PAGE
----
SilverStripe has published security releases for many years, with a well defined security release process. Each security issue we’ve identified was assigned an identifier, and a severity rating. Both of these were custom markers which we’ve applied based on our context. We’re adjusting this to be more in-line with large open source projects, which are depended on by thousands of organisations around the globe. We are also taking this opportunity to redefine how security fixes are handled in “Limited Support” release lines such as SilverStripe 3.x.
Supporting more tooling through CVE Identifiers
Our custom security issue identifiers followed a unique format (e.g. SS-2018-021). The Common Vulnerabilities and Exposures (CVE) project maintains a list of issues across many software projects, and provides a common identifier format (e.g. CVE-2019-5715). Starting now, we’re adopting this format to identify security issues in our supported modules.
We continue to maintain our own security releases list (with an RSS feed), and that’s where you’ll find the canonical description of those issues. By cross-publishing this to the CVE List, we enable other security tools to pick up the new information and expose it to a wider range of users and contexts. Note that CVEs are published with a manual review delay, so it’s still important to stay on top of SilverStripe release announcements (consider subscribing to our pre-announce mailing list).
More objective impact rating through CVSS
Security vulnerabilities are often complex beasts, and hard to break down to a single “impact” rating. Our previous severity rating of critical/high/medium/low split with plain English definitions has served us well over the years. However, it makes it hard for large organisations to determine the impact for their own business, particularly in situations where you’re using dozens or hundreds of software packages. We’ve found that the Common Vulnerability Scoring System (CVSS) can help you with a more objective impact assessment, and we’ll start to publish it with each security release going forward. By adopting CVSS scoring, we’re more confident in the impact rating of the security issues we identify. This also benefits you directly, as you can adjust the base CVSS in a CVSS calculator to fit your own context (e.g. accounting for a Web Application Firewall, or IP whitelists).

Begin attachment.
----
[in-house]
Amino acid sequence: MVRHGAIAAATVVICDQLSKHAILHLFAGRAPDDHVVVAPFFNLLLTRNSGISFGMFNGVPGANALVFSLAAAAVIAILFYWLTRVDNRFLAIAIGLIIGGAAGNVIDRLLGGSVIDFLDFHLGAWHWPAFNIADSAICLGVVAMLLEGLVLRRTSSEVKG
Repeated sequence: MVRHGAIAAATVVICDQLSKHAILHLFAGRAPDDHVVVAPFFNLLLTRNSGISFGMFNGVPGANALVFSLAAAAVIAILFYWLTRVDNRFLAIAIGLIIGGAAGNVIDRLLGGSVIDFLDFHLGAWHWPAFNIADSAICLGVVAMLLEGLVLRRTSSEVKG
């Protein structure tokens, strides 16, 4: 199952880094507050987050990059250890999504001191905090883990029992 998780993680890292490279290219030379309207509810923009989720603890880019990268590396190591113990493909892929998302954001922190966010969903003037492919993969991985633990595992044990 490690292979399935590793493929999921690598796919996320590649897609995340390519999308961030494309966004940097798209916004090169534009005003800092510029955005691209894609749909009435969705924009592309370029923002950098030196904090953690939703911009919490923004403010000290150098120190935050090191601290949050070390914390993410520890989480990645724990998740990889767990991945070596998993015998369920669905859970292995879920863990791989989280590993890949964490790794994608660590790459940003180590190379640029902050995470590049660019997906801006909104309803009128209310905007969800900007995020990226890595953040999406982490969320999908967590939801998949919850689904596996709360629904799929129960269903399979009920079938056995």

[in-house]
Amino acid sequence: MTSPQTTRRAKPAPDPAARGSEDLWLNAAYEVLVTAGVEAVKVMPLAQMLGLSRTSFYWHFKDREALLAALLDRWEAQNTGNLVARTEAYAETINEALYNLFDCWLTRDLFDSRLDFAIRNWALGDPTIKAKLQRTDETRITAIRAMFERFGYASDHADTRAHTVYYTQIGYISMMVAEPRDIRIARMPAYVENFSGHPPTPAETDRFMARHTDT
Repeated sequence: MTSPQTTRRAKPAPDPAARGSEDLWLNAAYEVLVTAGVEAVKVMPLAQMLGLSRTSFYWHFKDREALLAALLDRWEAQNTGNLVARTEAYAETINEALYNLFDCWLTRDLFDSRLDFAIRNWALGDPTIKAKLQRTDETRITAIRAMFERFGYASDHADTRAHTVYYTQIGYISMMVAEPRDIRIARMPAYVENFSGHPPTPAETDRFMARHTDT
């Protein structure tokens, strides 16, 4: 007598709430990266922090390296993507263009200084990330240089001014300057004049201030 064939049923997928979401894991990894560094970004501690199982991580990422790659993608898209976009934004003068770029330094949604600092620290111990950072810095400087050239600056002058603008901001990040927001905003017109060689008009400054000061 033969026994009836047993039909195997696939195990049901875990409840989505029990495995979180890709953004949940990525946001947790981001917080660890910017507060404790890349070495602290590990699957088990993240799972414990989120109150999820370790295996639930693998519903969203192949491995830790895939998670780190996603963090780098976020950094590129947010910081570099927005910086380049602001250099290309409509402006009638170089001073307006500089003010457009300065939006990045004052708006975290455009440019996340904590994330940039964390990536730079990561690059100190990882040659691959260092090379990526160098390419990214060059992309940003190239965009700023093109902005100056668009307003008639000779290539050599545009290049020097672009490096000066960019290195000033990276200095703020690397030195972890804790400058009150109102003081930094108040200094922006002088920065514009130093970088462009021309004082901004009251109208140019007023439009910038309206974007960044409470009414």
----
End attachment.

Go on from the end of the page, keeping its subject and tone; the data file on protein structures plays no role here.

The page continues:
SilverStripe supports it’s releases for many years, with clearly defined upgrade paths. Release lines have different support definitions: “Active Development”, “Full Support”, and “Limited Support”. SilverStripe 3.x has gone into “Limited Support” mid 2018 (see roadmap). In order to balance the effort required in maintaining multiple release lines, we are introducing a new process: Releases in “Limited Support” will continue to receive fixes for security issues which are marked “critical” (CVSS >=9.0), but for issues with a lower impact rating, those fixes are on a best effort basis. Note that minor release lines with End-Of-Life (EOL) status no longer receive security fixes.
Modules report for more visibility to CMS administrators
There’s a SilverStripe Maintenance module which provides more visibility of what’s installed and outdated through the CMS. It’s a great addition to your default CMS installation in order to give non-technical users more visibility (no more hunting down a composer.json file). The module also checks a PHP security advisory repository for known issues, and highlights those in the UI. This project also comes with a CLI tool which you can build into your Continuous Integration and deployment workflows, for example to block deployments with known security issues. We’re starting to report new security issues in this advisory repository going forward.